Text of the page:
Truth is better disengaged from error than torn from it.
A tree nowhere offers a straight line or a regular curve, but who doubts that root, trunk, boughs, and leaves embody geometry?
A superstition is a premature explanation that overstays its time.
Let truth be a banner big enough to hide the man who holds it up.
Dumbness and silence are two different things.
Some young folks have wind-fall minds, prematurely detached from the tree of knowledge for a life-long sourness and pettiness.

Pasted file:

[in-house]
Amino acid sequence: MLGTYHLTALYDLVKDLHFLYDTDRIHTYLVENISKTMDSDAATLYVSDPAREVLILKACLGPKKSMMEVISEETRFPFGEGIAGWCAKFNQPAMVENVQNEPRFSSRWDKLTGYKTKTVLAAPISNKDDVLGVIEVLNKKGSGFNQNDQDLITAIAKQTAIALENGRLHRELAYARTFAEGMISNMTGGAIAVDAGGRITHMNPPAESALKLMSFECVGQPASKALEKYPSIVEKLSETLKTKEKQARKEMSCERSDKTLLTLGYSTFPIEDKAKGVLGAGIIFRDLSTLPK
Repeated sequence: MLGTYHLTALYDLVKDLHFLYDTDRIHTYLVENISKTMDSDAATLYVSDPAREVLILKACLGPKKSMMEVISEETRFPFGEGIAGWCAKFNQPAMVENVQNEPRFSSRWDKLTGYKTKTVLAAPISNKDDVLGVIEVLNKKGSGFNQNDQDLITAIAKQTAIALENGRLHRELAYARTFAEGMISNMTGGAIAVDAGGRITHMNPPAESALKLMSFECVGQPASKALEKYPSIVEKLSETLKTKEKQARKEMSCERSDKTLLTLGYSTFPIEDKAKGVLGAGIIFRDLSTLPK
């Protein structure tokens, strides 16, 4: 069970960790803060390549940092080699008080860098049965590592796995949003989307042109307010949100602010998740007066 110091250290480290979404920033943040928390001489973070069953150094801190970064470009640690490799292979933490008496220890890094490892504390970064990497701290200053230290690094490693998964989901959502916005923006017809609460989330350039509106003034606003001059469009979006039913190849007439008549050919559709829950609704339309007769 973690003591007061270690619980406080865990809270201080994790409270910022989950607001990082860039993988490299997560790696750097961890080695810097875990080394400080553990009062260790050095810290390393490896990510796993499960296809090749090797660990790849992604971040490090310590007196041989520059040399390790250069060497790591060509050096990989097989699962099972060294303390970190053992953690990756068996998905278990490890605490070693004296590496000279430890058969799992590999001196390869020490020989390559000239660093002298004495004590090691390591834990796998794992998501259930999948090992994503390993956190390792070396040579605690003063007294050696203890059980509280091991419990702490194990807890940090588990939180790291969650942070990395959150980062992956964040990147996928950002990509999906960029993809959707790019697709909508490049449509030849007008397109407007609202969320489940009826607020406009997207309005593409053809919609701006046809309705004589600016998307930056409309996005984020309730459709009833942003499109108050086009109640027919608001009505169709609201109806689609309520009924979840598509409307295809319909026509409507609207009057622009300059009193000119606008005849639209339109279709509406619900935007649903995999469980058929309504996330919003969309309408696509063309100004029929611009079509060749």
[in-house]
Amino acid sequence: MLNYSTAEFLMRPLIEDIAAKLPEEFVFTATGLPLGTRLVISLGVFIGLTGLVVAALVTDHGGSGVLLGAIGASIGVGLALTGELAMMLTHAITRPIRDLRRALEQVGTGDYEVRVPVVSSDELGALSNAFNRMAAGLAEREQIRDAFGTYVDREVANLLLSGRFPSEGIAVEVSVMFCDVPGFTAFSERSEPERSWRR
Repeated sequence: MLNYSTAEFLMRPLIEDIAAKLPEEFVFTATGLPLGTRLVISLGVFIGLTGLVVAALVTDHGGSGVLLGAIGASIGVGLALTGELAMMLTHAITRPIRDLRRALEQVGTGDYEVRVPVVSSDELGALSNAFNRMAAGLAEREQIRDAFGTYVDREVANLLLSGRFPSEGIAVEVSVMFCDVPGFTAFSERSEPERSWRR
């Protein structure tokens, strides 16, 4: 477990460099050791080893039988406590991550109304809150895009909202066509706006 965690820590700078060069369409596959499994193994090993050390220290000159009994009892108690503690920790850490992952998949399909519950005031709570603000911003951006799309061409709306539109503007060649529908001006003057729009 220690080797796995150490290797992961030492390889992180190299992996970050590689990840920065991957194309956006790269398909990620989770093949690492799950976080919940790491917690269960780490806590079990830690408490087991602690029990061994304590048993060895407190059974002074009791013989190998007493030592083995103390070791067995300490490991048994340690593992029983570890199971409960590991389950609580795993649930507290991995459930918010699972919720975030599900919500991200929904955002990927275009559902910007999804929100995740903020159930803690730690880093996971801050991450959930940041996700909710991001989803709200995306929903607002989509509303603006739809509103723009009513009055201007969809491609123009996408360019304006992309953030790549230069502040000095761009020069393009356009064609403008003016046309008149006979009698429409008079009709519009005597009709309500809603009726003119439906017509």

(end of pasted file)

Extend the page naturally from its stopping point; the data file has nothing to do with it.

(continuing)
Ignorance may find a truth on its doorstep that erudition vainly seeks in the stars.
Doubt is the beginning, not the end, of wisdom.
Educated folk keep to one another’s company too much, leaving other people much like milk skimmed of its cream.
Is any knowledge worthless? Try to think of an example.
To render aid to the worthless is sheer waste. Rain does not freshen the Dead Sea, but only enables it to dissolve more salt.
Error held as truth has much the effect of truth. In politics and religion this fact upsets many confident predictions.